Figure 12: Variations of total input heat against cold temperature for different regenerator effectiveness values.

Figure 13: Variations of net work against cold temperature.

Because the decrease in net work is more than decrease amount of total input heat, thermal efficiency decreases with increase in cold temperature. The amount of decrease in higher values of regenerator effectiveness is more which is shown in Figure 14.

Figure 14: Variations of thermal efficiency against cold temperature for different regenerator effectiveness values.

5.3.2. Working Gas Effects

In lower values of cold temperature, helium needs lower amount of total input heat compared to air, hydrogen, and nitrogen, see Figure 15. By increase in cold temperature and reduction in difference between the cold and hot temperatures, the total input heat for all gases tend to a constant value. Therefore, considering that net work is equal, helium has higher thermal efficiency which reduces by increase in cold temperature, see Figure 16.

Figure 15: Variations of total input heat against cold temperature for different working gas types.

Figure 16: Variations of thermal efficiency against cold temperature for different working gas types.

5.4. Effects of Regenerator Effectiveness

Effectiveness of regenerator indicates the required heat during process 3′-3 of Figure 1. Therefore, having regenerator with higher effectiveness will reduce total input heat. In Figure 17, variations of total input heat against regenerator effectiveness for different working fluid are presented. As it is shown, regenerator effectiveness has more effects on air, hydrogen, and nitrogen than helium. For example, the total input heat of nitrogen decreases from 9000 Joule to about 3000 Joule, approximately 66 percent reduction.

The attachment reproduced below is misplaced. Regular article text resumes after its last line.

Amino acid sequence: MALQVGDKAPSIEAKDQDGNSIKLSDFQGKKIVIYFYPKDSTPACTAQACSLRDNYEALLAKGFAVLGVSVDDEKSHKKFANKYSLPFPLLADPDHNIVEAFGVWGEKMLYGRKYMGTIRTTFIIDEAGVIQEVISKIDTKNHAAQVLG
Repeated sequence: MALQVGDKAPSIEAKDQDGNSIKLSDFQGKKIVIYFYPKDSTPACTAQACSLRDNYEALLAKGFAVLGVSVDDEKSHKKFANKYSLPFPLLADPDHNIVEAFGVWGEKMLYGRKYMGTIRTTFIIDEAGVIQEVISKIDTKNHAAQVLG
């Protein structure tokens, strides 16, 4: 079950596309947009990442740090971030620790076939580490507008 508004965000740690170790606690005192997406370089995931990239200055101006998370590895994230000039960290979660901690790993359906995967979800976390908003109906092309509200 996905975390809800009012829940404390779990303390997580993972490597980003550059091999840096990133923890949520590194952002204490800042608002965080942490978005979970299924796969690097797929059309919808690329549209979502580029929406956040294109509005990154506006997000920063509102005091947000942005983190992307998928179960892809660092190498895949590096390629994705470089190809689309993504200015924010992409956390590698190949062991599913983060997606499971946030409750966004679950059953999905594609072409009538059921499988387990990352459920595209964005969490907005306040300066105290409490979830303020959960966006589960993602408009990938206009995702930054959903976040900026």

Figure 17: Variations of total input heat against regenerator effectiveness for different working gas types.

It should be considered that, even in these cases, thermal efficiency of helium is much more than other considered working gases. By an increase in regenerator effectiveness, thermal efficiency of all working gases leads to a constant value, see Figure 18.

Figure 18: Variations of thermal efficiency against regenerator effectiveness for different working gas types.

5.5. Effects of Phase Angle Difference
5.5.1. Comparison of Performance Characteristics Variations

In the considered piston arrangement for Stirling engine, the difference angle between hot piston and cold piston is called phase angle difference. In this study, variations of volumes are considered harmonically based on the Simple Harmonic Motion theory [11]. Therefore, phase angle difference has straight effects on volumes variation and, therefore, engine performance. In this section, we are going to find the best phase angle difference to optimize the net work and thermal efficiency. Having appropriate comparable values, we have to normalize net work, total input heat, and thermal efficiency. Therefore, the maximum value is considered in each case as a reference value.

As it is shown in Figure 19, the maximum value of thermal efficiency can be obtained in ALPH = 110 degree while the maximum value of net work can be obtained in ALPH = 80 degree. Being able to follow, the details of normalized net work, total input heat, and thermal efficiency around ALPH = 90 degree are presented in Table (3). For phase angle difference bigger than 180 degree, the net work and consequently thermal efficiency are negative. This means that engine will use work instead of generating it.

Figure 19: Variations of normalized net work, efficiency, and total input heat against difference phase angle.

5.5.2. Effects of Regenerator Effectiveness

To find the optimized value for phase change difference, variations of thermal efficiency in different regenerator effectiveness are shown in Figure 20. As it is presented, optimized value is depended on regenerator effectiveness. For , ALPH = 90–100 degree is the optimum, while for =0.9–0.95, ALPH = 150–170 degree is the optimum point. For , the optimum point is approximately ALPH = 175 degree. It should be noted that in reality it is impossible to find ideal regenerator. Ordinary regenerators have effectiveness around 0.5–0.8 which means that the optimum point is approximately ALPH = 110–130 degree.

Figure 20: Variations of thermal efficiency against difference phase angle for different regenerator effectiveness values.